International Society for History, Philosophy, and Social Studies of Biology

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FRIDAY, JULY 10  /  09:00 - 10:30  /  DS-R515
Individual papers
Modeling Ecology and Evolutionary Biology

Scientific methods in ecology and evolution and their epistemic values

Stephanie Meirmans (Universiteit Leiden, Netherlands)

How do scientists in ecology and evolution arrive at knowledge claims? I have used published debates on the values of different methods in the field itself to approach this question. From these debates, it is clear that practitioners have a good intuitive understanding of the value of different methods. I have then made these insights more rigorous and explicit by subjecting them to a more systematic investigation. I found that there are three different basic methods used. First, there is the study of theoretical causal relationships, which is often expressed in mathematical language, but also comprises e.g. thought experiments. Second, one can perform experiments; typically manipulations done in a simplified and controlled environment that can point to the existence of simple causal relationships between natural entities. Third, one can observe nature, typically in a structured and systematic manner, such as the search for natural patterns. These methods can be done with different types of tools and at different levels of organization and timescales. The three methods are often, but not always, exemplified in the scientific cultures of theoreticians, experimenters, and naturalists. The methods can also be combined in various ways, leading to some of the apparent complexity of scientific research methods. Furthermore, I argue that each basic method has its own specific inherent advantages and limitations. Often, the methods are used in combination with each other because they can cover each other’s weaknesses. One very important way to establish robust evidence therefore comes from using several lines of evidence that are derived from different basic methods. Notably, this account of robustness distinguishes itself from other accounts of robustness in that it explicitly addresses the different epistemic values of the three basic methods.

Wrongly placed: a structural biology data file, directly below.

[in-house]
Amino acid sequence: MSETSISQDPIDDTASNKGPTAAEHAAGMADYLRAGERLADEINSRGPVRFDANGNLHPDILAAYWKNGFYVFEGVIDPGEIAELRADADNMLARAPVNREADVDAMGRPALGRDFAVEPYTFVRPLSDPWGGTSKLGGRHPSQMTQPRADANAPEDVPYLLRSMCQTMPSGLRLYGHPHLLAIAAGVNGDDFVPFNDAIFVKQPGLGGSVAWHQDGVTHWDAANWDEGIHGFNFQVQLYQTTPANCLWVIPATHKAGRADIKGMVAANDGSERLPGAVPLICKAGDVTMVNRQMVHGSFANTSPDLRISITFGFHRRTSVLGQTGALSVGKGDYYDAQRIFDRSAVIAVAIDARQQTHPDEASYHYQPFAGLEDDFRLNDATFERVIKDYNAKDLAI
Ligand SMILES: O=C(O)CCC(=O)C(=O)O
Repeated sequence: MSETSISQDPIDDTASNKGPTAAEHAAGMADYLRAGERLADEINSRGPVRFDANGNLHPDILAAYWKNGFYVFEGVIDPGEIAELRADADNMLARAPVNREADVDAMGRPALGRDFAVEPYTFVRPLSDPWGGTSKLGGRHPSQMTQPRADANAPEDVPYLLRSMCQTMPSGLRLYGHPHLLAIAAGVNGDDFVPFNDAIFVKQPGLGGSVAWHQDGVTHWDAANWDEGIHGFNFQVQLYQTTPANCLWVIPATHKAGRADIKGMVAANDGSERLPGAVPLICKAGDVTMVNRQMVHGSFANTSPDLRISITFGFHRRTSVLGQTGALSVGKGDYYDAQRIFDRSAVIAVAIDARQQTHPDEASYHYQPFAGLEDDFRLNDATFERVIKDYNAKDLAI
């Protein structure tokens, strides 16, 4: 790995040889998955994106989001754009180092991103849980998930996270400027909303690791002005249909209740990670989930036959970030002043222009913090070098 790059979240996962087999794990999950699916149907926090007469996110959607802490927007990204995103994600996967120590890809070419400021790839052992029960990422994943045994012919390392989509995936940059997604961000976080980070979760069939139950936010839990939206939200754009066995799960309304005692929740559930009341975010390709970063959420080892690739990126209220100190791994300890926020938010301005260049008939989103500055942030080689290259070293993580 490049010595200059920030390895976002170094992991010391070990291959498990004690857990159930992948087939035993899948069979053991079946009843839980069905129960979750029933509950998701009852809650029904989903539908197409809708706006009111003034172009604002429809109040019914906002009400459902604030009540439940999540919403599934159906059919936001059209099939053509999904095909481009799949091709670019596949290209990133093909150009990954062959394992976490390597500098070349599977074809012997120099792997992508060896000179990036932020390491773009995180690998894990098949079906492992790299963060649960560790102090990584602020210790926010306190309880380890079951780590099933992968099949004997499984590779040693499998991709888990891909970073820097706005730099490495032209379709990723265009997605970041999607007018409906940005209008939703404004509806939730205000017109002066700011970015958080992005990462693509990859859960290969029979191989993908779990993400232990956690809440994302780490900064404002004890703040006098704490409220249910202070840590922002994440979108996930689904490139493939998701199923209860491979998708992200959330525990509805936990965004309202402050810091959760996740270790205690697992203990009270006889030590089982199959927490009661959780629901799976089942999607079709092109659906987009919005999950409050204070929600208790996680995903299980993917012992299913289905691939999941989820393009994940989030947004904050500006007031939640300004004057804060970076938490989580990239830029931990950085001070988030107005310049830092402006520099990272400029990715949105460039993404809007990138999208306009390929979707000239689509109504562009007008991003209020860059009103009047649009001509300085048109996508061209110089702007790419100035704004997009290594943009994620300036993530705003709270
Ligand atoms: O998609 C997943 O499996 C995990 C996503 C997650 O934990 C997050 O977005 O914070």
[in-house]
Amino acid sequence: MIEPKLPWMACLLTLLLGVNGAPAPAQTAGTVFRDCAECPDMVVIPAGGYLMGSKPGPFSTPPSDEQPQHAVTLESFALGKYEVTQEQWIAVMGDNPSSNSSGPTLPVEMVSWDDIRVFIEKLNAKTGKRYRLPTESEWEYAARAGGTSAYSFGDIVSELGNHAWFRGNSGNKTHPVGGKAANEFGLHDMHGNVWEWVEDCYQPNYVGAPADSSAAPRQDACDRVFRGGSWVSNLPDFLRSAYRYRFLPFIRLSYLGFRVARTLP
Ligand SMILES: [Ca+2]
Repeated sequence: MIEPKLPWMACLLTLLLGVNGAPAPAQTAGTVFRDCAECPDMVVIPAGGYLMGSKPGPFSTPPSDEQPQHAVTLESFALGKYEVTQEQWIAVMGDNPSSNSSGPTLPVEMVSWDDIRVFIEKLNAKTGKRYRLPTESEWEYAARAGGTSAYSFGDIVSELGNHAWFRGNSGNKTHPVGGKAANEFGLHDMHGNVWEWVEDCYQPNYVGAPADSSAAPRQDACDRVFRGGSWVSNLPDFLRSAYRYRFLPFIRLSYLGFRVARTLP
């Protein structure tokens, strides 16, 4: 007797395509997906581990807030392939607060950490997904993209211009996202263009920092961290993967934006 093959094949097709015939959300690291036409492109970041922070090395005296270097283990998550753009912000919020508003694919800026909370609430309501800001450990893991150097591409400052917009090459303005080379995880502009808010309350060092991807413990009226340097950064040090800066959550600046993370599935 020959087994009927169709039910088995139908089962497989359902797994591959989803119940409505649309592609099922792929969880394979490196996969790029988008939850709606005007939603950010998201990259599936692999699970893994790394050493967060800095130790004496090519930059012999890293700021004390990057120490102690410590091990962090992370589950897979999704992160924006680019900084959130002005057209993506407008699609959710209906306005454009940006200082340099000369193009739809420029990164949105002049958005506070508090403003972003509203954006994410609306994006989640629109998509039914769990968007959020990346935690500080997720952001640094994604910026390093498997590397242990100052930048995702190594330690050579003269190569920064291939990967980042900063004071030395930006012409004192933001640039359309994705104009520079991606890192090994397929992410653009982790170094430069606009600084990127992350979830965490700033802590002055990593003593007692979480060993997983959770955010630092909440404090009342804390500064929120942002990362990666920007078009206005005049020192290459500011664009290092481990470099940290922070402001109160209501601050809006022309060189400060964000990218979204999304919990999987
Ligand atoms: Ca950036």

Reconciling community ecology with evidence of animal cultures and social learning: Socially-adapted, localized community dynamics?

Chantelle Marlor (University of the Fraser Valley, Canada)

A growing body of empirical research suggests many animal species are capable of social learning. Social learning has implications for community ecology; changes in behavior can lead to changes in inter- and intraspecific (between and within species) interactions. This paper explores possible implications of social learning for ecological community dynamics. Specifically, it examines the trophic cascade model, using the classic sea otter—sea urchin—kelp cascade as an example. Incorporating social learning and animal culture into models such as this suggests that ecological community dynamics have the potential of being highly localized. Other possible implications of social learning, namely interspecific cultures, species invasion, and socially-created microevolutionary selection pressures are also explored.